EU casts doubt over working with Ukrainian government

Friday 20 December 2013 14.22
1 of 3
EU leaders discussed Viktor Yanukovych's u-turn over a trade deal
EU leaders discussed Viktor Yanukovych's u-turn over a trade deal
Protesters have braved sub-zero temperatures to express their anger over the decision
Protesters have braved sub-zero temperatures to express their anger over the decision
A man stands before an EU flag in Independence Square during a protest rally in Kiev
A man stands before an EU flag in Independence Square during a protest rally in Kiev

European Union leaders said the door to a closer partnership with Ukraine remained open, but not necessarily for the current Ukrainian leadership.

At a summit in Brussels, EU leaders held a post mortem on Ukrainian President Viktor Yanukovych's last-minute U-turn on a trade pact with the EU.

"Europe is open for Ukrainian people but not necessarily for this government. That's the message," said Lithuanian President Dalia Grybauskaite.

Her comments to reporters reflected ambiguity in the 28-nation bloc about whether to offer Ukraine the ultimate prospect of EU accession or only an economic partnership that would stop short of membership rights.

"Europe is open to the Ukrainian people, and any time the Ukrainian state is ready, with all conditionalities, to join the European Union in the future, or to sign an association treaty, we will be open for it," she said.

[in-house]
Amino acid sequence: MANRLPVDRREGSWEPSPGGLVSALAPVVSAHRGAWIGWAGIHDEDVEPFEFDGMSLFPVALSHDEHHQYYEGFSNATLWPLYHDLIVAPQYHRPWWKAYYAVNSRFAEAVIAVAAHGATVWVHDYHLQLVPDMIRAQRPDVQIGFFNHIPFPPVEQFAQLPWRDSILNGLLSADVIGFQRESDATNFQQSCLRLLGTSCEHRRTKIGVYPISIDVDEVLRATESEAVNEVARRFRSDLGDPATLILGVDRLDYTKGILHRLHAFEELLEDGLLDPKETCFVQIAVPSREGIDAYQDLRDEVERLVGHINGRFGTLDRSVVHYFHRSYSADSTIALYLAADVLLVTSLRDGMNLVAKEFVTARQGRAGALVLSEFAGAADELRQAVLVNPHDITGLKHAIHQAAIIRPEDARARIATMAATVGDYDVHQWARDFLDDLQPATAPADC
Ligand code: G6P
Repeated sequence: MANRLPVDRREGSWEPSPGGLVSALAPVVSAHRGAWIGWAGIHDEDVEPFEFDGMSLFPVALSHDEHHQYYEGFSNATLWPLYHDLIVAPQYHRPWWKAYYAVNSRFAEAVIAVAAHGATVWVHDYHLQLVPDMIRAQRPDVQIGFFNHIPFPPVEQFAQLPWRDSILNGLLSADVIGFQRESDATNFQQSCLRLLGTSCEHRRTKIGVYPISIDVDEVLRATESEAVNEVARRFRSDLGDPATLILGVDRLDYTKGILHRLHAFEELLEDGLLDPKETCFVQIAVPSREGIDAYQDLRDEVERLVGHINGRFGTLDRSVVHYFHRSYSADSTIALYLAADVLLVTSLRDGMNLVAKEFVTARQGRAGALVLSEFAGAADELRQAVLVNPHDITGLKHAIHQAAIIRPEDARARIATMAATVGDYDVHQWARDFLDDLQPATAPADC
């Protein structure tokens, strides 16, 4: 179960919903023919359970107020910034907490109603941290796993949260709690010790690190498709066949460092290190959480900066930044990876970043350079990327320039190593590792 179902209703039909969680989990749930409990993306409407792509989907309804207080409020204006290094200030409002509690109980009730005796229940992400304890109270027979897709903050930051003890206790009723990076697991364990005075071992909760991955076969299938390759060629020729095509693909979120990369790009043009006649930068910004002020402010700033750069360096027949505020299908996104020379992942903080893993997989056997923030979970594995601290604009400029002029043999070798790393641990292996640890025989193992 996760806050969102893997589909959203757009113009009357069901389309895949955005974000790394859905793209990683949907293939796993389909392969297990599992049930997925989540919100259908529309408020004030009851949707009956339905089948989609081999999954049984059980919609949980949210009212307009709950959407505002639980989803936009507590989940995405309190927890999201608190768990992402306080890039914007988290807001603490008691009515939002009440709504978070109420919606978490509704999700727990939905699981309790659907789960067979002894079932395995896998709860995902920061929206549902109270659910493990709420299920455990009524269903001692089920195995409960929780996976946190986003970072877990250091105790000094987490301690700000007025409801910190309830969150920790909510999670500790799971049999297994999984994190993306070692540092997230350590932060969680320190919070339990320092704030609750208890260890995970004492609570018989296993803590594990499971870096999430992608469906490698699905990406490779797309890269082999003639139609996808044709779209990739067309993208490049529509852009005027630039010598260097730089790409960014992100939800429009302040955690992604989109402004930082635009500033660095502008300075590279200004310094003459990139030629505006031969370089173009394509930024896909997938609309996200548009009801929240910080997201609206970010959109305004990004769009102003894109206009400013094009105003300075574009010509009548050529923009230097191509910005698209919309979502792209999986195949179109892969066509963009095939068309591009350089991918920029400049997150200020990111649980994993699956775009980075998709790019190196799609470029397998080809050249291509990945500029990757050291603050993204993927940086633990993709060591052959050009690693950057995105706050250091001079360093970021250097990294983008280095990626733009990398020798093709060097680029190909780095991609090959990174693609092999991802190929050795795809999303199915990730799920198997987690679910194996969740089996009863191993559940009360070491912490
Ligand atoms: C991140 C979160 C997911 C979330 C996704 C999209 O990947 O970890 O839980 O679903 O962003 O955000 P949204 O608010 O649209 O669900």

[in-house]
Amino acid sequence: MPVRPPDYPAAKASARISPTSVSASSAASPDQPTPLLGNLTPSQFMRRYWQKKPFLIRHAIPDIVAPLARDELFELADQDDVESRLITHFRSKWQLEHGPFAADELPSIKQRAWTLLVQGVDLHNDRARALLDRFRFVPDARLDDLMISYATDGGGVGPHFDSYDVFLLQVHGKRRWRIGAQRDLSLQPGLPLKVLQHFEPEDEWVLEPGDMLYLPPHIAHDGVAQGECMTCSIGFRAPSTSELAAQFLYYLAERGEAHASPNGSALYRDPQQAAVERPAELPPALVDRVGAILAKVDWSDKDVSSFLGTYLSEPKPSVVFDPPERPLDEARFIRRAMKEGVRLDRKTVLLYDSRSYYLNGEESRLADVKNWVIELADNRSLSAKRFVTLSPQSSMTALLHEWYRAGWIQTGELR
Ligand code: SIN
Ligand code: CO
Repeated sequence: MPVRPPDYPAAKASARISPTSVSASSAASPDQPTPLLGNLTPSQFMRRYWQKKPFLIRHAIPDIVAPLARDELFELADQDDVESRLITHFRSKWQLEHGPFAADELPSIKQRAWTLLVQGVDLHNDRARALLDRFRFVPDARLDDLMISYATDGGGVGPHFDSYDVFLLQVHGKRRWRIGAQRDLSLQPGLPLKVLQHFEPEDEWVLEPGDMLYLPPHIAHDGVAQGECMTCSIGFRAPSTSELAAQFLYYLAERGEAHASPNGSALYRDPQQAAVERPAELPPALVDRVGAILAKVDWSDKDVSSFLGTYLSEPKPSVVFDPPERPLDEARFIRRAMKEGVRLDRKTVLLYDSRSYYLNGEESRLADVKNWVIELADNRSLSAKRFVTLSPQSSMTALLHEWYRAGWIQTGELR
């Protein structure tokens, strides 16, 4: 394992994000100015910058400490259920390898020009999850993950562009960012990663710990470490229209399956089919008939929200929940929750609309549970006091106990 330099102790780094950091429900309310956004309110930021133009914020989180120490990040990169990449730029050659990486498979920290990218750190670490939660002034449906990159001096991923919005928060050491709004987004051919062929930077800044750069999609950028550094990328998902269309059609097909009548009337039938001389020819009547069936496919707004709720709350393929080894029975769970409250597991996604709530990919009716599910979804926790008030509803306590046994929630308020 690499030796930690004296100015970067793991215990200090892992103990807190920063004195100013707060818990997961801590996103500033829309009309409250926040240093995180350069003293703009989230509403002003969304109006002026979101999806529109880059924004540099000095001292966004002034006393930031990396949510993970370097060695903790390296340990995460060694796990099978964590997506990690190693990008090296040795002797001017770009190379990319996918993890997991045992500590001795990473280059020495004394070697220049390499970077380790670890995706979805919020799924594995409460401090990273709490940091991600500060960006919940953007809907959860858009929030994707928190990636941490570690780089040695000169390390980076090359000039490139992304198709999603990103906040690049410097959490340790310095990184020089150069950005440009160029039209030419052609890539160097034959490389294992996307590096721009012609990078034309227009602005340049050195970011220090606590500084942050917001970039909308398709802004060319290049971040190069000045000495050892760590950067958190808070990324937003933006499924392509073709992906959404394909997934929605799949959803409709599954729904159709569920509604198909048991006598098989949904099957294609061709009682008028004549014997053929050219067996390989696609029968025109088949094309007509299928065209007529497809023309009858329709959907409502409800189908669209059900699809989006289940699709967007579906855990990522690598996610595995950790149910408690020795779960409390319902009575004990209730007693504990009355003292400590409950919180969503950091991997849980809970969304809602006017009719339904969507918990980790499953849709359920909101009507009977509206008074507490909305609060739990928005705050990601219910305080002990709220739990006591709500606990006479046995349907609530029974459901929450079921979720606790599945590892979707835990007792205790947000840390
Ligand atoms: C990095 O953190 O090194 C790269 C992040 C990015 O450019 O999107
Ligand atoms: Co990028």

While former communist countries that have joined the EU see Ukraine as a candidate for membership in the long run, many west European states, including France and Germany, have suffered growing enlargement fatigue as the bloc has expanded eastwards.

To them, any membership commitment to Ukraine goes too far.

Ukrainian officials and diplomats in Kiev said fierce Russian economic pressure and the unwillingness of the EU and the International Monetary Fund to offer more aid and be more flexible prompted Mr Yanukovych to change his mind.

EU officials made the choice harder for Mr Yanukovych by insisting he free his biggest political rival, former prime minister Yulia Tymoshenko, to go abroad for medical care.

Brussels has also sent mixed signals about the amount of aid Ukraine stood to receive - between €600 million and up to €19 billion over seven years.

The Ukrainian leader reached a deal with Russian President Vladimir Putin this week on a $15bn (€10.9bn) bailout and a big cut in the cost of Russian gas supplies to Kiev.

Mr Yanukovych made no commitment to join a Russian-dominated customs union.

The Ukrainian leader, whose Party of Regions is strongest in the eastern Russian-speaking part of the country, also had to juggle his own political survival and the economic interests of his family and oligarch supporters.

Other EU leaders made clear they want to continue working towards a free trade agreement under which Kiev would adopt many of Brussels' single market rules, but they rejected calls from Mr Yanukovych's government to offer more financial help.

"This is not a question of money," Finnish Prime Minister Jyrki Katainen said. "Signing an association agreement is a value choice and we cannot buy any countries for the European Union."

Hundreds of thousands of Ukrainians have demonstrated in sub-zero temperatures against the snub to the EU, calling for closer ties with the bloc, which they associate with democracy, human rights and cleaner government.